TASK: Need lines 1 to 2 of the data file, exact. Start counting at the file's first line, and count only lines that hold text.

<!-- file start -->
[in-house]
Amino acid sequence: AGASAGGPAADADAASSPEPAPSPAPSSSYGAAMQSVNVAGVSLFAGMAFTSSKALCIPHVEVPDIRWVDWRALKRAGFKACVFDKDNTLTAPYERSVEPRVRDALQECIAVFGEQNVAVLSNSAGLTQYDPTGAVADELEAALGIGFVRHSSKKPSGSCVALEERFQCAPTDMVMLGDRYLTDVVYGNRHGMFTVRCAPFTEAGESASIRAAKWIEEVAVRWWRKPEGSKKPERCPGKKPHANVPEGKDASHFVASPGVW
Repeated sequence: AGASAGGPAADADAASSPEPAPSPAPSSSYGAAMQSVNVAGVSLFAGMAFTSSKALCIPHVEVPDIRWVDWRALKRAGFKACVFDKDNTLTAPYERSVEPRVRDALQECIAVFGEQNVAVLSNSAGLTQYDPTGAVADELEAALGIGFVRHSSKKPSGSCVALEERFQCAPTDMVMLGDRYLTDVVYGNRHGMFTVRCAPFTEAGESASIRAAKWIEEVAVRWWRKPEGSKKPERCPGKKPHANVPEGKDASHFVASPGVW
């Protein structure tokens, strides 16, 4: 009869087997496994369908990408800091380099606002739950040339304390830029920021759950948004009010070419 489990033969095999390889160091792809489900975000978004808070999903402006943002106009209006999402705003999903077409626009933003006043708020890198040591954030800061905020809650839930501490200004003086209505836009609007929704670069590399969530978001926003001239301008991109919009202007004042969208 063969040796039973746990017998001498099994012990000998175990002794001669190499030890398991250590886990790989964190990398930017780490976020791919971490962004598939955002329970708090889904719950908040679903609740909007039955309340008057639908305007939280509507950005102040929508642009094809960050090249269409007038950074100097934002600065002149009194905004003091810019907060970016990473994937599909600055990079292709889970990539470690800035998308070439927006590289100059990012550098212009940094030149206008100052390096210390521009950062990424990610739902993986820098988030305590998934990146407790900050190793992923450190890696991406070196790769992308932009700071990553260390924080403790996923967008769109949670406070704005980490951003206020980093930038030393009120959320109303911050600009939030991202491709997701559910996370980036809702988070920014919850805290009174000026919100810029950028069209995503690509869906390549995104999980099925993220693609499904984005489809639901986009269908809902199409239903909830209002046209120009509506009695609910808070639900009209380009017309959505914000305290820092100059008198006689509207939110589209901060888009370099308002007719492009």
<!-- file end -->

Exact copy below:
[in-house]
Amino acid sequence: AGASAGGPAADADAASSPEPAPSPAPSSSYGAAMQSVNVAGVSLFAGMAFTSSKALCIPHVEVPDIRWVDWRALKRAGFKACVFDKDNTLTAPYERSVEPRVRDALQECIAVFGEQNVAVLSNSAGLTQYDPTGAVADELEAALGIGFVRHSSKKPSGSCVALEERFQCAPTDMVMLGDRYLTDVVYGNRHGMFTVRCAPFTEAGESASIRAAKWIEEVAVRWWRKPEGSKKPERCPGKKPHANVPEGKDASHFVASPGVW